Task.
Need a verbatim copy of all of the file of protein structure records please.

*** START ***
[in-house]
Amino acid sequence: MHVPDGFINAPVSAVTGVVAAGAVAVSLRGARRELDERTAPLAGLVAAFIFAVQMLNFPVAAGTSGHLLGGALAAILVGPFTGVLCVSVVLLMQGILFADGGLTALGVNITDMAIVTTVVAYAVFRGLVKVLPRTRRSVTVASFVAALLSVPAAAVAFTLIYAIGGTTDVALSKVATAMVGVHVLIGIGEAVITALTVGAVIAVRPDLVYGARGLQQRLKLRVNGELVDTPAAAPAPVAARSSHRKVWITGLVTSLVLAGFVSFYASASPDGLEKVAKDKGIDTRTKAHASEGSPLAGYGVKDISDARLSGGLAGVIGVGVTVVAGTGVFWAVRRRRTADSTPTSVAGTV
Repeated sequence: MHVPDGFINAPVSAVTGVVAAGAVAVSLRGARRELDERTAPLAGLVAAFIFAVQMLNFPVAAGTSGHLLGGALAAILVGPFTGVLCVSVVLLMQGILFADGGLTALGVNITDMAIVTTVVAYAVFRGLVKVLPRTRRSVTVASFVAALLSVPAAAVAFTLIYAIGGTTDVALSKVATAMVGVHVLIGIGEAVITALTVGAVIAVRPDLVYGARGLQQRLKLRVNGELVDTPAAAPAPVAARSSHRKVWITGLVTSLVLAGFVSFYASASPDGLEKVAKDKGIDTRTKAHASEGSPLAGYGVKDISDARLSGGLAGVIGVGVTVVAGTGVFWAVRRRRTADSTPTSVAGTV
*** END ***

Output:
[in-house]
Amino acid sequence: MHVPDGFINAPVSAVTGVVAAGAVAVSLRGARRELDERTAPLAGLVAAFIFAVQMLNFPVAAGTSGHLLGGALAAILVGPFTGVLCVSVVLLMQGILFADGGLTALGVNITDMAIVTTVVAYAVFRGLVKVLPRTRRSVTVASFVAALLSVPAAAVAFTLIYAIGGTTDVALSKVATAMVGVHVLIGIGEAVITALTVGAVIAVRPDLVYGARGLQQRLKLRVNGELVDTPAAAPAPVAARSSHRKVWITGLVTSLVLAGFVSFYASASPDGLEKVAKDKGIDTRTKAHASEGSPLAGYGVKDISDARLSGGLAGVIGVGVTVVAGTGVFWAVRRRRTADSTPTSVAGTV
Repeated sequence: MHVPDGFINAPVSAVTGVVAAGAVAVSLRGARRELDERTAPLAGLVAAFIFAVQMLNFPVAAGTSGHLLGGALAAILVGPFTGVLCVSVVLLMQGILFADGGLTALGVNITDMAIVTTVVAYAVFRGLVKVLPRTRRSVTVASFVAALLSVPAAAVAFTLIYAIGGTTDVALSKVATAMVGVHVLIGIGEAVITALTVGAVIAVRPDLVYGARGLQQRLKLRVNGELVDTPAAAPAPVAARSSHRKVWITGLVTSLVLAGFVSFYASASPDGLEKVAKDKGIDTRTKAHASEGSPLAGYGVKDISDARLSGGLAGVIGVGVTVVAGTGVFWAVRRRRTADSTPTSVAGTV